|Judith Butler. (Hannah Arendt |
Professor at the
European Graduate School.)
Well, dahlinks, I am a postmodern feminist.
What does that mean? It means I think that social life is all discourse.
What the F. does that mean?
Discourse, dahlink, means words, talk, sentences, writing. To a postmodern thinker, social life is not ‘real’, it is all a discursive positioning. Yes, there are biological differences but believe me these are insignificant in the grand scheme of things. It is how the differences are ‘said’ that makes men and women so totally different that people even write books saying Men Come from Venus and Women Come from Mars.
|Dame Judi Dench|
LOL, I did that to show you how discourse works. We have got it in our heads through centuries of telling myths and stories, making paintings and metaphorical remarks, that Mars is a martial planet – the God of War. Venus is the Goddess of Love. So men must be from Mars, women from Venus; the book title sounds stupid if it is put the other way around. The book title itself contributes to our continuing perception that men are more physical and violent, while women are cuddly wuddly lovey dovey – oooh, just give her a Mills and Boon and a box of choccies and wait for the PMT to go away.
Sometimes, tho’, it is quite hard to be a postmodern feminist and an actual woman.
Once I went to read my paper on how gender is performative in the heterosexual matrix. I was wearing this chic white skirt. I started my period without any feminine hygiene items (as they are tactfully called in the shops) in my handbag. Not only was I in fear of spoiling my chic white skirt with bright red patches – in public; I also felt highly emotional cuz that is how you feel when the hormones are at a high and some part of your brain realises that yet again the powerfully academic feminist part has stupidly failed to get pregnant. (“Hey, girlfriend! the biological clock is rapidly approaching apoplectic alarm status here, y’know! Get on with it, you know you are only designed to have babies.” “Shut up, I am a powerful academic brain, y’know. I am not so designed only to have babies, I have a mind! somewhere in this sea of hormones.”)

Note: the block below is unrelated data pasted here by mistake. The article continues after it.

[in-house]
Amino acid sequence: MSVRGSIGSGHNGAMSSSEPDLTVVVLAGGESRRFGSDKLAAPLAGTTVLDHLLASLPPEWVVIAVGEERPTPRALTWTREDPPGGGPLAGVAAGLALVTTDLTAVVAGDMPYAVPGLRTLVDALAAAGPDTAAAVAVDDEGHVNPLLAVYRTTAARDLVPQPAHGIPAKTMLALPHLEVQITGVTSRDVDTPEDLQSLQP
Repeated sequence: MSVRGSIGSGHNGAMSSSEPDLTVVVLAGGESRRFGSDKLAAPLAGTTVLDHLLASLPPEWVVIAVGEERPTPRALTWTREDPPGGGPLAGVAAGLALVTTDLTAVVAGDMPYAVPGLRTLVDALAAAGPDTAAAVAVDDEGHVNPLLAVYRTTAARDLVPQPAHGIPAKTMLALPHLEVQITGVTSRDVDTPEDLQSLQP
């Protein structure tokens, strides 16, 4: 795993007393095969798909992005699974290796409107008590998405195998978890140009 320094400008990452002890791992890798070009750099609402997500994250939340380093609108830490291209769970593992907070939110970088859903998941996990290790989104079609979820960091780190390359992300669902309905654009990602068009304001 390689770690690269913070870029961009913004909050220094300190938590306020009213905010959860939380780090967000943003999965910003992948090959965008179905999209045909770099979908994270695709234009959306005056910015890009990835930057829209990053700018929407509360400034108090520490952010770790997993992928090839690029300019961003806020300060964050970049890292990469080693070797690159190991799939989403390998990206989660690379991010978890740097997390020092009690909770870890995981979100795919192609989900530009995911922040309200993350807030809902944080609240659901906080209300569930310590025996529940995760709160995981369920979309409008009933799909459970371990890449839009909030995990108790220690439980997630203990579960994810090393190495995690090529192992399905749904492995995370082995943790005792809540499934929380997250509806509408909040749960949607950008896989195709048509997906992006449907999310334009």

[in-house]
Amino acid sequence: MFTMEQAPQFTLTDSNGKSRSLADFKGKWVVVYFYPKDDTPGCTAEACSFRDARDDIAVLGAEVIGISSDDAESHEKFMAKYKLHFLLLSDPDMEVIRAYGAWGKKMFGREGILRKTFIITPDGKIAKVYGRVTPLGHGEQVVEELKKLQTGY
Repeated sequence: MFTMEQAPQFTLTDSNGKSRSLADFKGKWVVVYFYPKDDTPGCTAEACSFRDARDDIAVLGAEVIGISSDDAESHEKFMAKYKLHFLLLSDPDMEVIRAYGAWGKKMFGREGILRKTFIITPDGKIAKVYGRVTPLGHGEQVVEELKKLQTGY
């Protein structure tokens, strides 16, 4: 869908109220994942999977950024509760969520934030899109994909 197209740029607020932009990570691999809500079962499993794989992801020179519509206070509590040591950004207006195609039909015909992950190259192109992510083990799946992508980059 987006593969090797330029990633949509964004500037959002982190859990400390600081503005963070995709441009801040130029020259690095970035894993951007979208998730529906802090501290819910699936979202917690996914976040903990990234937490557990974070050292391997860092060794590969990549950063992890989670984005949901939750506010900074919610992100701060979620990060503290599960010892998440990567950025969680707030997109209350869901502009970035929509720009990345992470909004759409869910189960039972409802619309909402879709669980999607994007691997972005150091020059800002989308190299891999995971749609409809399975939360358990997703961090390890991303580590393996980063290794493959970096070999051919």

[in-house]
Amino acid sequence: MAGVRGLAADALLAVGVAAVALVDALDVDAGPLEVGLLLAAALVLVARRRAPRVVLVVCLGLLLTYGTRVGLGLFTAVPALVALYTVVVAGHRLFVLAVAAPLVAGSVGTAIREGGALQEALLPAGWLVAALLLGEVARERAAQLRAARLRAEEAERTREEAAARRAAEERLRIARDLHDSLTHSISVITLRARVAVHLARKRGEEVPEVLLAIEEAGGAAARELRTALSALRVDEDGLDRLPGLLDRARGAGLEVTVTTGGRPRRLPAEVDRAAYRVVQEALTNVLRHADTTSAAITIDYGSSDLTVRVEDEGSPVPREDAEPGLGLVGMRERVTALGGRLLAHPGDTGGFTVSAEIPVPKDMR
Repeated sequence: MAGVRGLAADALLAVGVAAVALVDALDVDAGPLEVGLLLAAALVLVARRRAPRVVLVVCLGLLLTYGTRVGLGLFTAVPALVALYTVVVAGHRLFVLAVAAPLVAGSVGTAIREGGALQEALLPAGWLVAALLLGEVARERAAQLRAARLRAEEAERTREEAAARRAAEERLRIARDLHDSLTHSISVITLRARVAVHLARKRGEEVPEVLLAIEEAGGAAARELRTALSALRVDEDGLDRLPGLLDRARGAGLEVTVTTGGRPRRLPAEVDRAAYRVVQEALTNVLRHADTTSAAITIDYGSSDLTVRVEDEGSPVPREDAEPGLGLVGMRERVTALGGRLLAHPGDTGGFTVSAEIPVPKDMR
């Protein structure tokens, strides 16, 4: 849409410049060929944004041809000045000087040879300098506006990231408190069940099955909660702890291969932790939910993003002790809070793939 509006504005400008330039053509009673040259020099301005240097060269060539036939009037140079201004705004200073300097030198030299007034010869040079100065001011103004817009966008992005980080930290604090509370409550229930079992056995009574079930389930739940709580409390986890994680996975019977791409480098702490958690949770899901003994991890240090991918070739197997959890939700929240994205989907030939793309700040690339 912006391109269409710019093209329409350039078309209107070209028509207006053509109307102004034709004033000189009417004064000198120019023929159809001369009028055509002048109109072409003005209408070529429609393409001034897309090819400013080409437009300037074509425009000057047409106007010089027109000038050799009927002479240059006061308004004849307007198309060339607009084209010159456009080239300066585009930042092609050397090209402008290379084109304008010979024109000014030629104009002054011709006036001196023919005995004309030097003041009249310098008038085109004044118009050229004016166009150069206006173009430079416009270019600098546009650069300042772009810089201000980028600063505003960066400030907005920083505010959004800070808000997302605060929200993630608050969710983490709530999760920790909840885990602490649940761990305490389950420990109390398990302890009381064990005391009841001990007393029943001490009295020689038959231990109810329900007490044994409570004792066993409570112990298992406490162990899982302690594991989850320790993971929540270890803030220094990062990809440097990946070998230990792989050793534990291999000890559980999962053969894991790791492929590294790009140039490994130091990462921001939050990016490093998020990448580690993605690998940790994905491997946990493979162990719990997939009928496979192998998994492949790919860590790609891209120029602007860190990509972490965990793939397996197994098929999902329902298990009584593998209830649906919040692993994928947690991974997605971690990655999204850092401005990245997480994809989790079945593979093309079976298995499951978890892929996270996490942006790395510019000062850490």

It is most annoying to be a postmodern thinker and still have hormones, but there it is. And what I think is, the hormones have an effect but the way I feel about them is so influenced by the discourse that is social life, that any small physical effects which hormones might have is as a flyspeck in the universe by comparison.